As home prices surge and consumers recall the last time the housing market was this hot, it’s no wonder that fears of a housing crash have begun to surface.

As home prices surge and consumers recall the last time the housing market was this hot, it’s no wonder that fears of a housing crash have begun to surface. 

The question, “When is the housing market going to crash?” spiked 2,450 percent on Google searches in the past month and “Why is the market so hot?” searches doubled in just a week, according to a new article from CNBC. 

The article stated that the question “How much over asking price should I offer on a home 2021” jumped 350 percent in Google search during that same week, suggesting the market could be in a bubble. 

Of course, these search questions are coming from consumers, but even housing economists are beginning to voice their concerns.

“We’ve got an acute shortage of supply on the market for sale at the same time that record low mortgage rates are driving the appetite to buy by millennials and Gen-Xers,” CoreLogic Chief Economist Frank Nothaft told CNBC. “I have to admit I’m worried when I hear that. It does make me concerned. That’s the mindset that comes in, because that means it’s an auction market.”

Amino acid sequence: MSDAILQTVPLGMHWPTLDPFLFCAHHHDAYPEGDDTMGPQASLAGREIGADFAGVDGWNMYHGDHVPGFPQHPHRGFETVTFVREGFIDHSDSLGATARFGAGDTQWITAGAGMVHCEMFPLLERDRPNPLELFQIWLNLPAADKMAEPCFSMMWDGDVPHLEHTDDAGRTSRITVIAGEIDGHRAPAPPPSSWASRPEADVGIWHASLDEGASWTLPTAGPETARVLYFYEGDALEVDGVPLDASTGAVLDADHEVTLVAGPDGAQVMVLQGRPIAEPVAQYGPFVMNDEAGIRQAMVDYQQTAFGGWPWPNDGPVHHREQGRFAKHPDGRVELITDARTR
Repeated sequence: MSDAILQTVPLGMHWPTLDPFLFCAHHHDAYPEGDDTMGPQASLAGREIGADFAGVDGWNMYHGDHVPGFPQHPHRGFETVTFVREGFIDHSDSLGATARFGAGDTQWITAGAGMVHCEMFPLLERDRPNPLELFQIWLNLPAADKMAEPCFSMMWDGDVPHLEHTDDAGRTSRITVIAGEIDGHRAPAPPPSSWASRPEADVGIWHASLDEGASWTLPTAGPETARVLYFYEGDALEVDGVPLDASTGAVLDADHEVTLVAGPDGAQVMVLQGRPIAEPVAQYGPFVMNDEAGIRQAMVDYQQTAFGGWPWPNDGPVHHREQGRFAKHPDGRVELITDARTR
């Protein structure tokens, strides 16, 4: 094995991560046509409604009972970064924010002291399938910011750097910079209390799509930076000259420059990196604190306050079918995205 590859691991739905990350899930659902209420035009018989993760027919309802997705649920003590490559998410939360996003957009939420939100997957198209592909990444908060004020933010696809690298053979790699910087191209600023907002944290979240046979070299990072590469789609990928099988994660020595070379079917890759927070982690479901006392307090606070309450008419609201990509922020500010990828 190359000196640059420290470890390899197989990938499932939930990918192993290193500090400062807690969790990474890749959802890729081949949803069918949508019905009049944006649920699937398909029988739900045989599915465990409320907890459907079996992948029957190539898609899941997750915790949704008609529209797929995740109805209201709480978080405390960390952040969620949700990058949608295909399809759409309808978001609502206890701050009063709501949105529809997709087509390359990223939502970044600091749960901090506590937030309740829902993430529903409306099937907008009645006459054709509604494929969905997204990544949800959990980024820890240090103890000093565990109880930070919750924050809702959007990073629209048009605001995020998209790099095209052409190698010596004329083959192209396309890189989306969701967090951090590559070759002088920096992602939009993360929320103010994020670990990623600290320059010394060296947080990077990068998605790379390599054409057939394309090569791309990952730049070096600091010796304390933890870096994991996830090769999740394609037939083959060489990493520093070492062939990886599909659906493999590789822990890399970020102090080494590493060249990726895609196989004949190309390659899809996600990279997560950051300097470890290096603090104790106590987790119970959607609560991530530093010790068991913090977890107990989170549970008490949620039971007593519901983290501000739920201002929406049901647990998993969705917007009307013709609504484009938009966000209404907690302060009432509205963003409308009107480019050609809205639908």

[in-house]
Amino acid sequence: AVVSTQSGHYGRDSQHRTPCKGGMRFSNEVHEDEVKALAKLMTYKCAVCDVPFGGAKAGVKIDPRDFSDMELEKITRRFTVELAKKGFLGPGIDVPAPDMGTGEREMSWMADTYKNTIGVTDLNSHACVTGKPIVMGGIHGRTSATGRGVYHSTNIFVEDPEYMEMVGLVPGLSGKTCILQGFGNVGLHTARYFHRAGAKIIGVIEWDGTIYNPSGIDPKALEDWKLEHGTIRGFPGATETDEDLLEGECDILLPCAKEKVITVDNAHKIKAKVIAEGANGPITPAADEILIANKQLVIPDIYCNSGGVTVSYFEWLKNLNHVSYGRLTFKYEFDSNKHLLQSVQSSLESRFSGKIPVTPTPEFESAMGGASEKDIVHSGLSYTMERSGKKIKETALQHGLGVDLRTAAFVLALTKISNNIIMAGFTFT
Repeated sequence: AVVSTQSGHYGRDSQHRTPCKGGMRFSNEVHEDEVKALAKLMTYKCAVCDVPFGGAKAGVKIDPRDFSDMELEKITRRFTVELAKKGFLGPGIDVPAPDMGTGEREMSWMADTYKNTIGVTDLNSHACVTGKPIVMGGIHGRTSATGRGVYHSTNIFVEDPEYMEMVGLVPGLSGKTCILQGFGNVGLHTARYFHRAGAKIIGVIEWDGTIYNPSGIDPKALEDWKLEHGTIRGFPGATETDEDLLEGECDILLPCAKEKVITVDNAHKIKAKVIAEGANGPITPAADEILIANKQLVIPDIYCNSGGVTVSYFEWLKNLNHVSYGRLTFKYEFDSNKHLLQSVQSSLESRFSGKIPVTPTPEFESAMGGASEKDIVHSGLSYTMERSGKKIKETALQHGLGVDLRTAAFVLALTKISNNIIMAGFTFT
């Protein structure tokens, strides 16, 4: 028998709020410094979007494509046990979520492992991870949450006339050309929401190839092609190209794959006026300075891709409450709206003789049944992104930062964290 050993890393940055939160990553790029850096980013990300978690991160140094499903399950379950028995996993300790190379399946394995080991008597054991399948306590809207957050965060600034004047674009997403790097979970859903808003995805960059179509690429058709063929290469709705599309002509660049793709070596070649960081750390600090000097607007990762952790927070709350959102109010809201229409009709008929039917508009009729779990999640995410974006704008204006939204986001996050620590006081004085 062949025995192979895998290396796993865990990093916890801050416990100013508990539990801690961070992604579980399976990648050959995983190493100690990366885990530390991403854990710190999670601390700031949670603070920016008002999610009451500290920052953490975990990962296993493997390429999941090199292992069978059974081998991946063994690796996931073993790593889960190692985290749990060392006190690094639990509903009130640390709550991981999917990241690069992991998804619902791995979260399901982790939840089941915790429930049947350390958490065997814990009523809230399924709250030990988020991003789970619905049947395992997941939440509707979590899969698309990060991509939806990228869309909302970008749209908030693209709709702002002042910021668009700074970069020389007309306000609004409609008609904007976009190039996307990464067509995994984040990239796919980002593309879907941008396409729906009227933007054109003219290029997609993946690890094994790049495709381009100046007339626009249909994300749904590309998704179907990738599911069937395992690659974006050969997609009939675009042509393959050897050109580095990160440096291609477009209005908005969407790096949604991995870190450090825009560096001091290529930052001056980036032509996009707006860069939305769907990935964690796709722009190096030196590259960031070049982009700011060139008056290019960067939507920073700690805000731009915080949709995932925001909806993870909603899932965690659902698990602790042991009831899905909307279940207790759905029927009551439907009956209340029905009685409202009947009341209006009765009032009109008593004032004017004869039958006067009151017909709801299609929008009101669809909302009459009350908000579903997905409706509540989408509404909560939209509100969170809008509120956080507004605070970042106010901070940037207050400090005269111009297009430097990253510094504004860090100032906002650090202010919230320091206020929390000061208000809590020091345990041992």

A severe shortage of homes for sale, combined with low interest rates, is driving up demand and home prices and creating one of the most competitive markets housing has seen since 2007.

In 2020, independent mortgage banks made more money than ever on their originations, but the housing market could be getting so hot that it is locking many out of the market and risking overheating. 

Real estate agents are sharing their experience about what it is like to be on the front lines of the hot market, and stories include paying up to $400,000 above asking price, waiving contingencies such as the appraisal contingency and constantly showing homes. 

The latest report from CoreLogic shows home prices are currently growing at their fastest pace since 2006, rising 10.4 percent in February alone.

But some economists are still optimistic that the crazy patterns brought on by the pandemic will soon pass. 

“The new listings trend over the past several weeks highlights the up and down path on the road to a more normal housing market,” Chief Economist Danielle Hale said in a statement. “Strong buyer interest continues to far outstrip the availability of homes for sale. While this creates challenges for buyers who have to act fast and be prepared to offer a lot, these conditions put those who are considering selling their home this spring in a strong position.”

Email Kelsey Ramirez

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